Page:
But what defined as a Violation? Subparagraph (A) of the statute begins by providing that “the Secretary may impose a civil monetary penalty on any person who violates…any provision” of Section 5314. The following subsection then provides that ”the amount of any civil penalty imposed under subparagraph (A) shall not exceed $10,000.“ See Section 5321(a)(5)(B)(i). Thus, the statute provides for a singular penalty, capped at $10,000, that attaches to each violation of Section 5314. The question then becomes: What constitutes a ”violation“ within the meaning of the statute? It is violations of Treasury’s implementing regulations to which Section 5321(a)(5)’s civil penalties attach. Those regulations provide that ”the form prescribed under Section 5314 is the FBAR…and that such form must be filed…with respect to foreign financial accounts exceeding $10,000 maintained during the previous calendar year.“ So it is the failure to file an annual FBAR that is ”the violation“ contemplated and that triggers the civil penalty provisions of Section 5321.
The U.S. District Court for the Eastern District of Texas was not convinced that Bittner had reasonable cause for failing to report his accounts more than 16 years after he should have first filed an FBAR. However, the court also did not agree with the government’s argument that he should be subject to the $10,000 penalty for every account that he failed to report for a total of $1.77 million.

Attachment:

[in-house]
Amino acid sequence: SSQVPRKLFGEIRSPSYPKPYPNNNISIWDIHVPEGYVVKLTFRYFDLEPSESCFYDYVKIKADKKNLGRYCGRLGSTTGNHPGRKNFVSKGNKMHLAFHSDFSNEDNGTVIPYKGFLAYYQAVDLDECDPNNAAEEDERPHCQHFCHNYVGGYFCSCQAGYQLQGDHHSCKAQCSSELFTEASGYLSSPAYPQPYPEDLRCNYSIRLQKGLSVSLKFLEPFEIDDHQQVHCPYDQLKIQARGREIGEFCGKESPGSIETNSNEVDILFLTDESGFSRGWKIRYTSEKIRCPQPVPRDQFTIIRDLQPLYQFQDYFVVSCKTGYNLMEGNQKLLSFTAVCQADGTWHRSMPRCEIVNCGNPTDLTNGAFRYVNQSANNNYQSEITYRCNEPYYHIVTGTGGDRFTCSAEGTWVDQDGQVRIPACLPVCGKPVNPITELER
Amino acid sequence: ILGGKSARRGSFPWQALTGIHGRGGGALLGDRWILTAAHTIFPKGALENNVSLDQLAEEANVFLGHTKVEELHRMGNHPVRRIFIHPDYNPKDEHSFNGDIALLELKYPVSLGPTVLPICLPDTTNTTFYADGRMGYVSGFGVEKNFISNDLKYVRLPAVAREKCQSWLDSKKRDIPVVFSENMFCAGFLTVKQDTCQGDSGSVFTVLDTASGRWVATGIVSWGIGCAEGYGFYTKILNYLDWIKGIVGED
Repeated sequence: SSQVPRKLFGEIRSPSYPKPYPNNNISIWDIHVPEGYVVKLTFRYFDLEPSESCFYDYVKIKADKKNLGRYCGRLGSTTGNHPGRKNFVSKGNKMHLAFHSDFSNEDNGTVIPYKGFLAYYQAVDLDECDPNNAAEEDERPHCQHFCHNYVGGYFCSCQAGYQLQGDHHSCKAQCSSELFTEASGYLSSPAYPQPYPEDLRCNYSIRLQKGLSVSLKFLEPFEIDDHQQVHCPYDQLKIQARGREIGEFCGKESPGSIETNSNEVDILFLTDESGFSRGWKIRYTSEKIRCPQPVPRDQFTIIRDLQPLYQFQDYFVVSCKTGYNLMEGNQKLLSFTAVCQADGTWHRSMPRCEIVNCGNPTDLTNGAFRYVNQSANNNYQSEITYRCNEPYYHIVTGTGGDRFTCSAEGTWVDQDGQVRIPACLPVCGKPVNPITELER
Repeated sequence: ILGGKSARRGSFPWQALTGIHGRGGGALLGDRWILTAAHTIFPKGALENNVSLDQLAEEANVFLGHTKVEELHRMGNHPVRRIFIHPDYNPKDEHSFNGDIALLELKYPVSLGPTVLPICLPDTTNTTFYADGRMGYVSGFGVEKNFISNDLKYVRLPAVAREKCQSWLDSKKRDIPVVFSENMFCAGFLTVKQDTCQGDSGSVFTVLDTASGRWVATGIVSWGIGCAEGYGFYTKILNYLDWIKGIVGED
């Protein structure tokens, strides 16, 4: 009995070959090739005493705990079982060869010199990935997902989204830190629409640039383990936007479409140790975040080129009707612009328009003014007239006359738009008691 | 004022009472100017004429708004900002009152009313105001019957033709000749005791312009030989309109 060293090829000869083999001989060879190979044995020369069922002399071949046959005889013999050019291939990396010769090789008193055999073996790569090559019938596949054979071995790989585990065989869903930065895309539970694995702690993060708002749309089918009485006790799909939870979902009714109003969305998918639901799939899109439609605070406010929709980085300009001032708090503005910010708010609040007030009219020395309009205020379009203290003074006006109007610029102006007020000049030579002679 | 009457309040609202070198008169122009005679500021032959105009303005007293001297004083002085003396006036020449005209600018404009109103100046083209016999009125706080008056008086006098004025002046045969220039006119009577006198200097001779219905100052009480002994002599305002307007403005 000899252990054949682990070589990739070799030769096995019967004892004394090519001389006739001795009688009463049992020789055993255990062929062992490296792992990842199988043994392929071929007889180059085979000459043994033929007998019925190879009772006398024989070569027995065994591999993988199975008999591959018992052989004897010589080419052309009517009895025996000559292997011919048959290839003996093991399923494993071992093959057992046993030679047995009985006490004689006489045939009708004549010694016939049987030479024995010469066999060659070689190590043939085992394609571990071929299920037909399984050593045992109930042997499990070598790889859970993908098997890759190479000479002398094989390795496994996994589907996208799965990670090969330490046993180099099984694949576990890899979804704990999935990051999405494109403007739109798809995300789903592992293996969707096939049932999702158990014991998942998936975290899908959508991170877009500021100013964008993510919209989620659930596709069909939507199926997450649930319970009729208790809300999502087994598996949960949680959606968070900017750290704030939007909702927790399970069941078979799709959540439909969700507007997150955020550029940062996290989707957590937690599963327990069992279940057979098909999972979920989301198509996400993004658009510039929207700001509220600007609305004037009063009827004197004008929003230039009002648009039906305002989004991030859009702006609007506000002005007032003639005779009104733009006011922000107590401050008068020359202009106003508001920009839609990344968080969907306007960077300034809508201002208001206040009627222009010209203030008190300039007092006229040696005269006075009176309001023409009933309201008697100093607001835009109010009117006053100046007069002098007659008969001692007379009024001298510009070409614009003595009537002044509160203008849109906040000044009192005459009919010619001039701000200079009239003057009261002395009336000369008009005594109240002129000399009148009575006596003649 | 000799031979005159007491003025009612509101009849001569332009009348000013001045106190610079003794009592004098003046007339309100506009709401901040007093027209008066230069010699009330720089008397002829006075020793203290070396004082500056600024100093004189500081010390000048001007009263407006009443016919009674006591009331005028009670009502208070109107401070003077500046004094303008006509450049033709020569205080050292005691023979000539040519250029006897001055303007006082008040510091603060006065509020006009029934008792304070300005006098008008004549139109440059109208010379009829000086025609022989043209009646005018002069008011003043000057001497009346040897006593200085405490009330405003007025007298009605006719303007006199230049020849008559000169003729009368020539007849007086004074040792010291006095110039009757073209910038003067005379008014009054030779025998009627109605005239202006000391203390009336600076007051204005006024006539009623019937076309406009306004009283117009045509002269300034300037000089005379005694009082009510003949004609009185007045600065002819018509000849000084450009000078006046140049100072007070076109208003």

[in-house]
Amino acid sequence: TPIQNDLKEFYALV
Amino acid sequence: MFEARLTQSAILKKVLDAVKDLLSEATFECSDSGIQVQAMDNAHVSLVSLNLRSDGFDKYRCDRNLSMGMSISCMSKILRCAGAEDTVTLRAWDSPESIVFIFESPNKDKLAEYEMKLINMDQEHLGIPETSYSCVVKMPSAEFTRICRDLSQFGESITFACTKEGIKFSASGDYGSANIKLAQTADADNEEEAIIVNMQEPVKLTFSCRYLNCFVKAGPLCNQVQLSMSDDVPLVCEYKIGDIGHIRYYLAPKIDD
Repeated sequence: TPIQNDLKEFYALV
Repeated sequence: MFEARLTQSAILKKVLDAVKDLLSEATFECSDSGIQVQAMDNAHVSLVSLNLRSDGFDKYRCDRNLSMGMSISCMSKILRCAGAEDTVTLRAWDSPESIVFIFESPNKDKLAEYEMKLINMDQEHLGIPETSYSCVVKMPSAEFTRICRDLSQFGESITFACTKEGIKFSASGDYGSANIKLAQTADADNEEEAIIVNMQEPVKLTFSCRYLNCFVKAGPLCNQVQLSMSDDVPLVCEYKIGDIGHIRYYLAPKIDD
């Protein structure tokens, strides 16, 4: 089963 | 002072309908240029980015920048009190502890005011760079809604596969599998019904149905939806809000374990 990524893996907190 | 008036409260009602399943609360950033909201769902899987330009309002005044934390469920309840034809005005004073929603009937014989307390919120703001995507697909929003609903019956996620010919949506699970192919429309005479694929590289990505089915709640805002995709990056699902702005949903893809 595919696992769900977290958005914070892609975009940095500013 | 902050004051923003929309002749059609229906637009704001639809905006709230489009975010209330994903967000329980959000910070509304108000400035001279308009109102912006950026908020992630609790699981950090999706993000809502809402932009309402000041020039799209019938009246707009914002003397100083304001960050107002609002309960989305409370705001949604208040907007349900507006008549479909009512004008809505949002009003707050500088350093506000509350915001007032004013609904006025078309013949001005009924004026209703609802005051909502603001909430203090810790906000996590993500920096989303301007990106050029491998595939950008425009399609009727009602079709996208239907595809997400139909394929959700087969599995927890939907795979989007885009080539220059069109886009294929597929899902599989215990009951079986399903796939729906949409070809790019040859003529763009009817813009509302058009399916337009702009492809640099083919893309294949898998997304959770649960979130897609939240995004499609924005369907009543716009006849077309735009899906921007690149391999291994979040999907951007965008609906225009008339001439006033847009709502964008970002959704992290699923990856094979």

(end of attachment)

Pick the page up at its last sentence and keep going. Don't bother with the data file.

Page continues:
The court relied on the plain language that appears in the statute; because the penalty for willful violations includes explicit reference to the balance in the account while the penalty for non-willful violations does not, the court can infer that Congress intended the penalty for willful violations to relate to specific accounts and the penalty for non-willful violations not to. Non-willful FBAR reporting deficiencies constitute a single violation and carry a maximum annual $10,000 civil money penalty, irrespective of the number of foreign financial accounts maintained, the court said.
This ruling is in contrast, in United States v. Boyd, the IRS assessed the defendant 13 separate FBAR penalties after it determined that she had non-willfully failed to report her financial interest in 14 foreign financial accounts. The court, without any explanation, held that the government “has advanced the more reasonable explanation.” The court here disagreed with the reasoning and outcome in Boyd. Congress knew how to make the non-willful FBAR penalty vary with the number of foreign financial accounts maintained, but it did not do so. Hence the non-willful FBAR penalties are on a “per-form,” rather than “per-account,” basis.
Bittner was therefore obligated to pay a maximum $10,000 penalty for each year he non-willfully failed to timely or properly file an FBAR.
The Bittner decision is a win for the taxpayer. However, it remains to be seen whether the government will appeal the decision. Both Boyd and this case are only District Court cases, which limits their precedential authority. Moreover, the Bittner decision now results in differing decisions on the non-willful FBAR penalty in different circuits. So the issue is unsettled. As a result, any taxpayers who are currently contemplating coming into compliance should get expert advice with respect to their foreign bank accounts.